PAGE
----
Pathologically, an MI is defined as myocardial cell death due to prolonged ischemia. Therefore, the diagnosis of an acute MI requires evidence of myocardial necrosis in a clinical setting consistent with myocardial ischemia. Myocardial necrosis is defined as a rise and/or fall of cardiac biomarker values (preferably cTn) with at least one value above the 99th percentile upper reference limit, whereas myocardial ischemia is defined as at least one of the following: (1) symptoms of ischemia, (2) new or presumed new significant ST-segment or T-wave changes or new left bundle branch block, (3) development of pathological Q waves in the ECG, (4) imaging evidence of new loss of viable myocardium or new regional wall motion abnormality, or (5) identification of an intracoronary thrombus by angiography or autopsy .
The Tn complex is part of the contractile system of skeletal and cardiac muscle and consists of three subunits: TnC, TnI, and TnT. Cardiac TnC cannot be used as a cardiac biomarker due to its expression in adult skeletal muscle, whereas cTnI and cTnT are almost exclusively expressed in cardiomyocytes. However, cTnT is regularly found in embryonic skeletal muscle, and its messenger RNA (mRNA) is sometimes reexpressed in patients with skeletal muscle disease. These TnT isoforms are similar to those of normal and diseased myocardium and seem to be detected by the antibodies used in cTnT assays due to cross-reaction [6, 7]. Although cTnI mRNA is also expressed in skeletal muscle myopathies, these isoforms apparently go undetected by the contemporary cTnI assays, enabling one to distinguish between the presence and absence of myocardial injury [7–9].
It has been suggested that cTnT elevations detected during rhabdomyolysis may be the result of reexpression of a specific isoform seen in regenerating skeletal muscle, as this condition is characterized by simultaneous degradation and regeneration of skeletal muscle . The elevated cTnT levels in this case could therefore be due to regeneration of skeletal muscle tissue and not myocardial damage, which was also reflected in the increasing cTnT-levels despite decreasing levels of CK and myoglobin and particularly the increasing CK-MB/CK ratio . Furthermore, cardiac involvement during rhabdomyolysis has been described previously, whereby cTn elevations should not necessarily be ignored, but at the same time, the risk of false positive cTnT results increases with severe skeletal muscle injury . Unfortunately, cardiac magnetic resonance imaging (MRI) was not done, although this modality might have provided a more definite answer, for example, if the patient had more diffuse injury due to myocarditis or rhabdomyolysis .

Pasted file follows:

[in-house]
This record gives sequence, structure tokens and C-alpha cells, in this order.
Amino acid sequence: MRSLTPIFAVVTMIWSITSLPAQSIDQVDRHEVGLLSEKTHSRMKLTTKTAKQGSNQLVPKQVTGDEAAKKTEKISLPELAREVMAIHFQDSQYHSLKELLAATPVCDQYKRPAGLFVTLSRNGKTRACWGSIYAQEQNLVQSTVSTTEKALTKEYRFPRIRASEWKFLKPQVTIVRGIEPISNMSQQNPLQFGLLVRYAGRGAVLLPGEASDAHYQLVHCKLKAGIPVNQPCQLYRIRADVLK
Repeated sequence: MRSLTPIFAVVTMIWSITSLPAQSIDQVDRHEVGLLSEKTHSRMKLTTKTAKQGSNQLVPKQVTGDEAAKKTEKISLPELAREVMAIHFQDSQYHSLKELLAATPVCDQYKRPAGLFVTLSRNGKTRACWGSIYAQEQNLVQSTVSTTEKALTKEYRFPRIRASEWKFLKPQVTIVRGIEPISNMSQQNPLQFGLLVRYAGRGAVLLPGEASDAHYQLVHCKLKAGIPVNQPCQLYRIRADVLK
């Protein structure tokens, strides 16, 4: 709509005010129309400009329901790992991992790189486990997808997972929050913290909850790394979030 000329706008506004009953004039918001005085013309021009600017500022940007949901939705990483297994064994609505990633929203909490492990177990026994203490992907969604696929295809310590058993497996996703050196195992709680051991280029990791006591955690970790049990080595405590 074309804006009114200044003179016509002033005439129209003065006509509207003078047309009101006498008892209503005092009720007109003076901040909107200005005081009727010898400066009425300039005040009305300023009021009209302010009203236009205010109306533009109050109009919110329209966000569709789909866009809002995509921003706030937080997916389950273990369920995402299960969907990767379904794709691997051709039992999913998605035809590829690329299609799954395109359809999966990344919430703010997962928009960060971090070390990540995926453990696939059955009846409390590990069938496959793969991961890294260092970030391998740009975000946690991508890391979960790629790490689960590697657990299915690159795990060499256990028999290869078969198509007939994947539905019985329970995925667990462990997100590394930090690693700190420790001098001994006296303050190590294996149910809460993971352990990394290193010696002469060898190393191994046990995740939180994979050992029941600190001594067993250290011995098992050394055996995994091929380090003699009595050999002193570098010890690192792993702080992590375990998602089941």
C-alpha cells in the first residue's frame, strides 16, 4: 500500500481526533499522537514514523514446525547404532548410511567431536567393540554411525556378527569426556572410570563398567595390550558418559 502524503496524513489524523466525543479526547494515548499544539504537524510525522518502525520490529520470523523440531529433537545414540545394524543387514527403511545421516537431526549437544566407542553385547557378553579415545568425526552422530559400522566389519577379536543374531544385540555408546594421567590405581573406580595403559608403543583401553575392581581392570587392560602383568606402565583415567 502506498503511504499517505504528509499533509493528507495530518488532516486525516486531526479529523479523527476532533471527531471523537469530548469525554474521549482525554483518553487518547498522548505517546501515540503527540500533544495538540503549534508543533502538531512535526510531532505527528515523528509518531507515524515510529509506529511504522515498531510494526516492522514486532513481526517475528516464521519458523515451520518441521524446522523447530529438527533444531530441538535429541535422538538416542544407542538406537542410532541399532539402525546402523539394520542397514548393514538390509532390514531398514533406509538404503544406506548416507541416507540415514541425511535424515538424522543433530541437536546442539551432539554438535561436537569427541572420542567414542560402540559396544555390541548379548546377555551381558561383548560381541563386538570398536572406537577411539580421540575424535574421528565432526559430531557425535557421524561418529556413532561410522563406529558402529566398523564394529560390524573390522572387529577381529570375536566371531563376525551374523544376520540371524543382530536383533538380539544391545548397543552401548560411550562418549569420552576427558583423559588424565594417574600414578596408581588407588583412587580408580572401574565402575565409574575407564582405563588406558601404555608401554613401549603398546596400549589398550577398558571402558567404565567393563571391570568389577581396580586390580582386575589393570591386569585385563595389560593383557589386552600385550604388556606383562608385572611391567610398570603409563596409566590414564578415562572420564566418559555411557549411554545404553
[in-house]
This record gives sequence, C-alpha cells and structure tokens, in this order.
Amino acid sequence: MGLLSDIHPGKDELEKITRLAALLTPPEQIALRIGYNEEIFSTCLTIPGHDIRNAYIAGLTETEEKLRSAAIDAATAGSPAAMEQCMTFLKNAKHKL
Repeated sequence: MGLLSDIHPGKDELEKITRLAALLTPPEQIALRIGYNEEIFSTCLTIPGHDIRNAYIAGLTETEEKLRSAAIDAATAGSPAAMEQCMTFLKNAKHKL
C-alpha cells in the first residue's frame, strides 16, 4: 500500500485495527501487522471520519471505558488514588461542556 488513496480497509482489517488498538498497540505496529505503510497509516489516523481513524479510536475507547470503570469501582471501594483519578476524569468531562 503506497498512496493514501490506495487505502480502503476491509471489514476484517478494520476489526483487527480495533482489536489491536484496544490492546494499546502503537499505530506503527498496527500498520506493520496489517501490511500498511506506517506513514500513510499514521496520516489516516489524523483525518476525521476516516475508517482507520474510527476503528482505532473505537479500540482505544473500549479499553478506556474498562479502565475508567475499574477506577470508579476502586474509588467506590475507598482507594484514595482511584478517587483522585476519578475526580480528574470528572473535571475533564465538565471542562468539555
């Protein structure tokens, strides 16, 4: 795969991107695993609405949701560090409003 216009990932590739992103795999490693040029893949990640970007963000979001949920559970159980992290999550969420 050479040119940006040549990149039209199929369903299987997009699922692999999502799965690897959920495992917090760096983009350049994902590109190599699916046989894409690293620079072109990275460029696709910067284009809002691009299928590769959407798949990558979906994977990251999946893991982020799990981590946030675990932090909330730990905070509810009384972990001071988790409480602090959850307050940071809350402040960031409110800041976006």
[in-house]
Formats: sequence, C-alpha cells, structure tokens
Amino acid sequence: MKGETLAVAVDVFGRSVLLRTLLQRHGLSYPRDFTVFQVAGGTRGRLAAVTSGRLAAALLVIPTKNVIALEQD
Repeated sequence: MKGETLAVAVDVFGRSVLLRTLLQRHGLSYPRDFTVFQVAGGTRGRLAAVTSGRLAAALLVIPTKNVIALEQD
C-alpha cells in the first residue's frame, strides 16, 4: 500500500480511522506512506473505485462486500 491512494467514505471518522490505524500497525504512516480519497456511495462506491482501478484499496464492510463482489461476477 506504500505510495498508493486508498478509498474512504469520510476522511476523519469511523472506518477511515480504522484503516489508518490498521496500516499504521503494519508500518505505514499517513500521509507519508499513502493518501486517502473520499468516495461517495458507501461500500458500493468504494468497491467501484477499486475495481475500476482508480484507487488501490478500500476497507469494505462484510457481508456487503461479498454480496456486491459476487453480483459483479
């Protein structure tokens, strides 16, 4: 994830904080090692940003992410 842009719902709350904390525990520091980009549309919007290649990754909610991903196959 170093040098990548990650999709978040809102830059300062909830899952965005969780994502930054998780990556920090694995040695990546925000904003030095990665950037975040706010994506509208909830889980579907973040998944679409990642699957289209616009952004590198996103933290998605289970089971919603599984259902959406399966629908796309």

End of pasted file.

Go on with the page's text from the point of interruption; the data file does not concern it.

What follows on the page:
In the few similar cases described in the literature, the definitive evidence of cardiac involvement during drug-induced rhabdomyolysis was provided by autopsy [12, 14, 15]. Furthermore, Punukollu et al. reviewed 91 patients with rhabdomyolysis of whom 19 had elevated cTnI; however, none of these patients had segmental wall motion abnormalities on echocardiography .
This case report highlights the importance of interpreting the results of the hs-TnT assay correctly and taking into account the diagnostic criteria when designating a diagnosis of MI: relevant symptoms, ECG-changes, or imaging findings as well as the compulsory rise and fall pattern in cTn. In addition, in patients with rhabdomyolysis, serial CK-MB/CK ratio, cTnI, and cardiac MRI may be helpful in order to differentiate between cardiac involvement and false positive cTnT results.
Conflict of Interests
The authors declare that there is no conflict of interests regarding the publication of this paper.
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Copyright © 2015 Gro Egholm and Manan Pareek. This is an open access article distributed under the Creative Commons Attribution License, which permits unrestricted use, distribution, and reproduction in any medium, provided the original work is properly cited.